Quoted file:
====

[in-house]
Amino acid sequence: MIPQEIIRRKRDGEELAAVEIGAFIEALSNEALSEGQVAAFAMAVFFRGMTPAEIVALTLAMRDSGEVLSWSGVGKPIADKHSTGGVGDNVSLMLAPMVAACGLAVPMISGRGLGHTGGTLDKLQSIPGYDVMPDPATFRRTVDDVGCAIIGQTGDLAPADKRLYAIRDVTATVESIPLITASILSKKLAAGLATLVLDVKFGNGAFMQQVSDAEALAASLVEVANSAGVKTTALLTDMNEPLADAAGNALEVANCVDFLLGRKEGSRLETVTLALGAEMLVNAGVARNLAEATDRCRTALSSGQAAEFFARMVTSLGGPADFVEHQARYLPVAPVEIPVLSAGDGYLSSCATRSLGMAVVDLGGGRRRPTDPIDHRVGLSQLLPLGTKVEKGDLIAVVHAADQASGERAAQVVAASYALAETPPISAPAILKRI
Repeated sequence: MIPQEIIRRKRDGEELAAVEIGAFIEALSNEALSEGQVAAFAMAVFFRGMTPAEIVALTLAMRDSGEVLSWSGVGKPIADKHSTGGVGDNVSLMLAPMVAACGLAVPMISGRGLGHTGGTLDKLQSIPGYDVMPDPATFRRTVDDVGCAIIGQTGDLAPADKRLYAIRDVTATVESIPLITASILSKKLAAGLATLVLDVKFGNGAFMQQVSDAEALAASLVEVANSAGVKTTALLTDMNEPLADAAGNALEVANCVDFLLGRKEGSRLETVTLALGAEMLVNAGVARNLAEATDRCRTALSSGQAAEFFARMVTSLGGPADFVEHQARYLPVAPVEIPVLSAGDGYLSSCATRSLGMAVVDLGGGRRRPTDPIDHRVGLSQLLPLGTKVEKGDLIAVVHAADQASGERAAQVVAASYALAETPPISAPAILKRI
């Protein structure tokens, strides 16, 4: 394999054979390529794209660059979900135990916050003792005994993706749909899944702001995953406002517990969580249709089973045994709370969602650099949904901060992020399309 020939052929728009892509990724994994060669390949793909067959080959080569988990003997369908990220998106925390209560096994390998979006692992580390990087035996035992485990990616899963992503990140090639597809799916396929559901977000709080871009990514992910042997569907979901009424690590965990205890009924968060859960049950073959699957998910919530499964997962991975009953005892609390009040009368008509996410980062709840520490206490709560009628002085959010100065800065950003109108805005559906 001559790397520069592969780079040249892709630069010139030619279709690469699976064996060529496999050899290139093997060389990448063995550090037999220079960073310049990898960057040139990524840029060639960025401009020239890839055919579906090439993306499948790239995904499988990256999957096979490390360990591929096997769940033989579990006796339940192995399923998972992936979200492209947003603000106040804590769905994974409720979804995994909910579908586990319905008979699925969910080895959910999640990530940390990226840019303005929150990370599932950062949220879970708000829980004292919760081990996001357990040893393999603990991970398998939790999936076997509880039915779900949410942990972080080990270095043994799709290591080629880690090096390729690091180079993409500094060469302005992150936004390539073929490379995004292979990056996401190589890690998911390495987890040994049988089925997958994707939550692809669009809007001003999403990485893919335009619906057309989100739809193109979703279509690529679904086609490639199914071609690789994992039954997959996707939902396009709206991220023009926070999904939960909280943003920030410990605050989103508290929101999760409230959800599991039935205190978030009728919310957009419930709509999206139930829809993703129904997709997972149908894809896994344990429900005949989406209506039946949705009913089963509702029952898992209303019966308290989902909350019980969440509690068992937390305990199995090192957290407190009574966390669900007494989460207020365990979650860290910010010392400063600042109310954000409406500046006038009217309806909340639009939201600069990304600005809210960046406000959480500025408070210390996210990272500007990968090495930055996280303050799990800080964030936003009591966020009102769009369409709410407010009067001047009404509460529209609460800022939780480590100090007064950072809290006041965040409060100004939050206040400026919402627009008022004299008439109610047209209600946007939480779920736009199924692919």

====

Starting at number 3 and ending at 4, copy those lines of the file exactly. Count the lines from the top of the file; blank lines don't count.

Repeated sequence: MIPQEIIRRKRDGEELAAVEIGAFIEALSNEALSEGQVAAFAMAVFFRGMTPAEIVALTLAMRDSGEVLSWSGVGKPIADKHSTGGVGDNVSLMLAPMVAACGLAVPMISGRGLGHTGGTLDKLQSIPGYDVMPDPATFRRTVDDVGCAIIGQTGDLAPADKRLYAIRDVTATVESIPLITASILSKKLAAGLATLVLDVKFGNGAFMQQVSDAEALAASLVEVANSAGVKTTALLTDMNEPLADAAGNALEVANCVDFLLGRKEGSRLETVTLALGAEMLVNAGVARNLAEATDRCRTALSSGQAAEFFARMVTSLGGPADFVEHQARYLPVAPVEIPVLSAGDGYLSSCATRSLGMAVVDLGGGRRRPTDPIDHRVGLSQLLPLGTKVEKGDLIAVVHAADQASGERAAQVVAASYALAETPPISAPAILKRI
């Protein structure tokens, strides 16, 4: 394999054979390529794209660059979900135990916050003792005994993706749909899944702001995953406002517990969580249709089973045994709370969602650099949904901060992020399309 020939052929728009892509990724994994060669390949793909067959080959080569988990003997369908990220998106925390209560096994390998979006692992580390990087035996035992485990990616899963992503990140090639597809799916396929559901977000709080871009990514992910042997569907979901009424690590965990205890009924968060859960049950073959699957998910919530499964997962991975009953005892609390009040009368008509996410980062709840520490206490709560009628002085959010100065800065950003109108805005559906 001559790397520069592969780079040249892709630069010139030619279709690469699976064996060529496999050899290139093997060389990448063995550090037999220079960073310049990898960057040139990524840029060639960025401009020239890839055919579906090439993306499948790239995904499988990256999957096979490390360990591929096997769940033989579990006796339940192995399923998972992936979200492209947003603000106040804590769905994974409720979804995994909910579908586990319905008979699925969910080895959910999640990530940390990226840019303005929150990370599932950062949220879970708000829980004292919760081990996001357990040893393999603990991970398998939790999936076997509880039915779900949410942990972080080990270095043994799709290591080629880690090096390729690091180079993409500094060469302005992150936004390539073929490379995004292979990056996401190589890690998911390495987890040994049988089925997958994707939550692809669009809007001003999403990485893919335009619906057309989100739809193109979703279509690529679904086609490639199914071609690789994992039954997959996707939902396009709206991220023009926070999904939960909280943003920030410990605050989103508290929101999760409230959800599991039935205190978030009728919310957009419930709509999206139930829809993703129904997709997972149908894809896994344990429900005949989406209506039946949705009913089963509702029952898992209303019966308290989902909350019980969440509690068992937390305990199995090192957290407190009574966390669900007494989460207020365990979650860290910010010392400063600042109310954000409406500046006038009217309806909340639009939201600069990304600005809210960046406000959480500025408070210390996210990272500007990968090495930055996280303050799990800080964030936003009591966020009102769009369409709410407010009067001047009404509460529209609460800022939780480590100090007064950072809290006041965040409060100004939050206040400026919402627009008022004299008439109610047209209600946007939480779920736009199924692919």